The Arkansas Department of Finance and Administration has published new data on local sales tax collections paid to counties and municipalities in June. There is generally a one month lag between actual sales and the collection of sales tax and an additional month for the distribution to be made to the local governments. Consequently, the sales taxes remitted to the counties and cities in June largely reflect sales in April – the month in which COVID-19 related shutdowns are likely to have had their largest impact on economic activity.
We had projected declines on the order of 15% on a year-over-year basis, based on the estimated impact of COVID shutdowns on retail sales. As it turns out, most counties in Arkansas fared better than that, albeit with significant diversity among counties. The interactive map below shows the percentage changes in sales tax receipts by county between April 2019 and April 2020 (expressed in terms of taxable sales as an adjustment for tax-rate changes). The largest decline was in Carroll County (-21.9%), while the largest increase was Calhoun (+42.4%).
There are several possible explanations for the better-than-expected sales tax figures. First, it might be the case that support from government transfer programs helped maintain consumer spending, in spite of income losses due to layoffs and business closures. Second, sales tax in Arkansas is collected on more than just final retail sales to consumers; tax collections on other business-to-business transactions might have mitigated the effects of declines in retail sales. Third, the recent change in the law that required out-of-state retailers to collect and remit sales taxes from Arkansas residents began in July 2019, so that the year-over-year comparison for April includes an expansion of the tax base.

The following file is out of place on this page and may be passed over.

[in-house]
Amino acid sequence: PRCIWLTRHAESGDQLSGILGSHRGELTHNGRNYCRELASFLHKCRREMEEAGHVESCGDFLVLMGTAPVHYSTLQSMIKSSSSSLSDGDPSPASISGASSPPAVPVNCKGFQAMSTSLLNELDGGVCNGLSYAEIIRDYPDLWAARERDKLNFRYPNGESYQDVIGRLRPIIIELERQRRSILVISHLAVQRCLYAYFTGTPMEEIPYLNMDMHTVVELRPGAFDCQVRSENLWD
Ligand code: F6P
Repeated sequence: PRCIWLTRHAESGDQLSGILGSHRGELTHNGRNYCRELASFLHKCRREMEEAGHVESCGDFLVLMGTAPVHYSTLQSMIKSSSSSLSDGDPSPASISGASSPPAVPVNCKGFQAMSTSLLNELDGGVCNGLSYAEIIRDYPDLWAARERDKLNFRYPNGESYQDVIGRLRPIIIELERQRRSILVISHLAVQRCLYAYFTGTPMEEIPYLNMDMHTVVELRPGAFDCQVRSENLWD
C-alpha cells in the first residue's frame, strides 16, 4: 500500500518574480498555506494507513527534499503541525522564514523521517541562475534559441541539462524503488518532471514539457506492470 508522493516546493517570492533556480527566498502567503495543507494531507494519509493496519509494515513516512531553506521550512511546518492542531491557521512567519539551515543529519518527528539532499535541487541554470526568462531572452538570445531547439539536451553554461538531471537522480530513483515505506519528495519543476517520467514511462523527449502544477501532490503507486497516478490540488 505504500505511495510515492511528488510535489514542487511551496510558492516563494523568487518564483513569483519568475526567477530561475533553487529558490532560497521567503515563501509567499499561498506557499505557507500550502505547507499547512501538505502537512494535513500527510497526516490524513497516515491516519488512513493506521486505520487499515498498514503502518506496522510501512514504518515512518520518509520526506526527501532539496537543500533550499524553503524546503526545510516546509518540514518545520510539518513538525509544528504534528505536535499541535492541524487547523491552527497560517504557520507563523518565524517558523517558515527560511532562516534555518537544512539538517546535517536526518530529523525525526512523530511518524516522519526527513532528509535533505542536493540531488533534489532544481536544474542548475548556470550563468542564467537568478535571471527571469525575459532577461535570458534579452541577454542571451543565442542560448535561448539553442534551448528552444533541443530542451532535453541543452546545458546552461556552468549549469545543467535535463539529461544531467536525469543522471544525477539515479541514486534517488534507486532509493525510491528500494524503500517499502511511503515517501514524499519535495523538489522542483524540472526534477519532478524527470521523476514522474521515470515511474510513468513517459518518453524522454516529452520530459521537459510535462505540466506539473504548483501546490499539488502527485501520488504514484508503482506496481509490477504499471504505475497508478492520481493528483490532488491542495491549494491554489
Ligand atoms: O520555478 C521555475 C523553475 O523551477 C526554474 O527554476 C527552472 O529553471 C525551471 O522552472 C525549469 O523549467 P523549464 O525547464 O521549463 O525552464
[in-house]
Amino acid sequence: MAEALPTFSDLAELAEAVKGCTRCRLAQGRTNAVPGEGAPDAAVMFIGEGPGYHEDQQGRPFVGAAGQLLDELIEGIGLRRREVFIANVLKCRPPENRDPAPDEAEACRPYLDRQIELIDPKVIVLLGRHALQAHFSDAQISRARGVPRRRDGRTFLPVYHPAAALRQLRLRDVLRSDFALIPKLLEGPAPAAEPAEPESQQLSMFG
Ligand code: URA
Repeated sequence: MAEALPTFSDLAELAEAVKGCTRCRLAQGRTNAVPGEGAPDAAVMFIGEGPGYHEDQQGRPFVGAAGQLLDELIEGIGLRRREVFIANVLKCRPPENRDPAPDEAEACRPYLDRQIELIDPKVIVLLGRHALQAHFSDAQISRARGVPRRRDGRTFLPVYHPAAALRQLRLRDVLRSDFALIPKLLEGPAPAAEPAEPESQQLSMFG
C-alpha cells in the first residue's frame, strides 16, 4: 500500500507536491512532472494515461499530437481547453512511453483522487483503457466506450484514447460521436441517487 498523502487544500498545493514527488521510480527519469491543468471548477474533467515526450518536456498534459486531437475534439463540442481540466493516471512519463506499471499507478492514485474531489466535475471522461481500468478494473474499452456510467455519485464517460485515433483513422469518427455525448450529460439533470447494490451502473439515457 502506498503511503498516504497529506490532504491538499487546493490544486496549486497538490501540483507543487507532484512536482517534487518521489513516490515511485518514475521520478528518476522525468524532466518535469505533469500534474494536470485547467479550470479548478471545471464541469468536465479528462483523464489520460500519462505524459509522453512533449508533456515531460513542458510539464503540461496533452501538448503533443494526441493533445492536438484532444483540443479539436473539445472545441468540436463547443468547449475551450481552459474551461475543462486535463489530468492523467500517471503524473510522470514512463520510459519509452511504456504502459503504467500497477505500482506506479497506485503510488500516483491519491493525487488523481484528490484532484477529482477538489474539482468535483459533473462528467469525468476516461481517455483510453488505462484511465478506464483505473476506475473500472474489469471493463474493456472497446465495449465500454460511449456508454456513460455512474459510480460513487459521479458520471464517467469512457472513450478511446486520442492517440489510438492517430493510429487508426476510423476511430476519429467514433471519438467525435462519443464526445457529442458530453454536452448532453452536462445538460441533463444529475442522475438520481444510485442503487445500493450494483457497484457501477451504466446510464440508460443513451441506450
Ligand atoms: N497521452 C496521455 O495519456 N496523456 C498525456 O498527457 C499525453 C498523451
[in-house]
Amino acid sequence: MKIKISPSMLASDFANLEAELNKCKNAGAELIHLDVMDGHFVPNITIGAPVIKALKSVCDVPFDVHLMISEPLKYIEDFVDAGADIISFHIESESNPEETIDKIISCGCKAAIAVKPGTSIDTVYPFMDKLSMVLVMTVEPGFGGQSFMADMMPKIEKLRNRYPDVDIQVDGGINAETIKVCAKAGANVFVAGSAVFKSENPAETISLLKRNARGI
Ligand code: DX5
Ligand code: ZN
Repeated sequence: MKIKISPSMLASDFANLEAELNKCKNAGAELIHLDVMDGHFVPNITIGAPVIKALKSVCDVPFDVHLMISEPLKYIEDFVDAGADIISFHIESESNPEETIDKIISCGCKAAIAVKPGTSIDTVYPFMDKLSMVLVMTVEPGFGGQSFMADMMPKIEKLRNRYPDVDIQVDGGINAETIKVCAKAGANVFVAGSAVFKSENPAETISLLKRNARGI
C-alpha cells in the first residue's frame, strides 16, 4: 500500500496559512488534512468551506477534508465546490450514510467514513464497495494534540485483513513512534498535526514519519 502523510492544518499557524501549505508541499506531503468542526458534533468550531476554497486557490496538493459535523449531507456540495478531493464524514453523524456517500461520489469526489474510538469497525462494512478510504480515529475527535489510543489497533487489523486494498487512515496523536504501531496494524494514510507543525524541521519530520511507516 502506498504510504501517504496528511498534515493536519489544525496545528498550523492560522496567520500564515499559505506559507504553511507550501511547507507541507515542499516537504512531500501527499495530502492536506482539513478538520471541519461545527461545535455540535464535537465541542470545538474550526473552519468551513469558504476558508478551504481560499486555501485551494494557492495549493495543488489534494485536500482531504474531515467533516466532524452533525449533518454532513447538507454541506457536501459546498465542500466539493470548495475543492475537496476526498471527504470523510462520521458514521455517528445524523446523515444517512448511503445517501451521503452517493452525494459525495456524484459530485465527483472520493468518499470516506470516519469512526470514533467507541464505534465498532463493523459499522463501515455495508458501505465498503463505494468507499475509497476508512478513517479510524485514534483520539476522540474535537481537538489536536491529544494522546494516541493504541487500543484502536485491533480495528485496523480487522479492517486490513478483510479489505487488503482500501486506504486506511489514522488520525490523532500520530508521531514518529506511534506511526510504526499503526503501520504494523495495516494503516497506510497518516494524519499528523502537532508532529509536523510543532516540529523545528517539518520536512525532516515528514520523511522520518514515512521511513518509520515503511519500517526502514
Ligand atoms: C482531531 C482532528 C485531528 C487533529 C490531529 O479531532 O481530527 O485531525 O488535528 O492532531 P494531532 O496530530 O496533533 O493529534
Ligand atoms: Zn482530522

A preliminary analysis of sales tax collections by sector for Pulaski County suggests that all of these factors contributed to the April 2019-20 comparison. Tax collections in services categories showed the expected declines; for example, Arts, Entertainment, and Recreation was down 45.6% and Accommodation and Food Services were down 41.9%. In contrast, Retail Trade was down only 2.0%, with large losses in some sub-sectors (e.g. Furniture stores down 29%) offset by others (e.g. Beer, Wine, and Liquor Stores up 40%). Patterns of consumer spending were affected, but overall consumer spending appears to have fallen less than anticipated. Increases in sales tax collections were particularly strong in the non-retail sectors; Collections from Manufacturing (primarily from Iron and Steel manufacturing) were up 234% and taxes related to Construction activity were up 242%.
There is also evidence that the collection of sales tax from out-of-state vendors played a significant role in sustaining sales tax collections. In the Pulaski County data, sales tax collections from Sector 4541, Electronic Shopping and Mail-Order Houses, was up 205%. Without this component, the total for Retail Trade would have declined 8.6% instead of 2.0%.
In order to approximate an impact of internet sales tax collections on the county statistics, the interactive map below compares the year-over-year growth rate for April, relative to a trend growth rate that is calculated as the average of year-over-year changes from July 2019 through February 2020 (corresponding the the period since out-of-state vendors were required by law to collect and remit taxes). With this adjustment, the relative performances of counties changes little, but the interpretation of the numbers is altered. For example, the raw April-April growth rate for Garland County was -9.2%. Compared to a trend rate of growth averaging 10.2%, the April growth rate is 19.5% below trend (after rounding).
One other factor that should be considered: The correspondence between sales in April and taxes remitted to the counties in June is a general, but not exact relationship. Not all tax reporters submit monthly, and the tax receipts are reported for the month in which they are received. Any extraordinary effects of reduced taxable sales in April are likely to be reflected, in part, in subsequent monthly reports of tax remittances.
Data for city and county tax collections, broken down by NAICS-code sectors, are available for all tax jurisdictions in Arkansas. We will continue to monitor and analyze these data in our continuing efforts to gauge the impact of COVID-19 (and efforts to prevent its spread) on the economy of Arkansas.
Note: Monroe County has no countywide sales tax and Saline County initiated one in April 2019. For these two counties, the taxable sales figures reported are aggregates of the cities with sales taxes in those counties.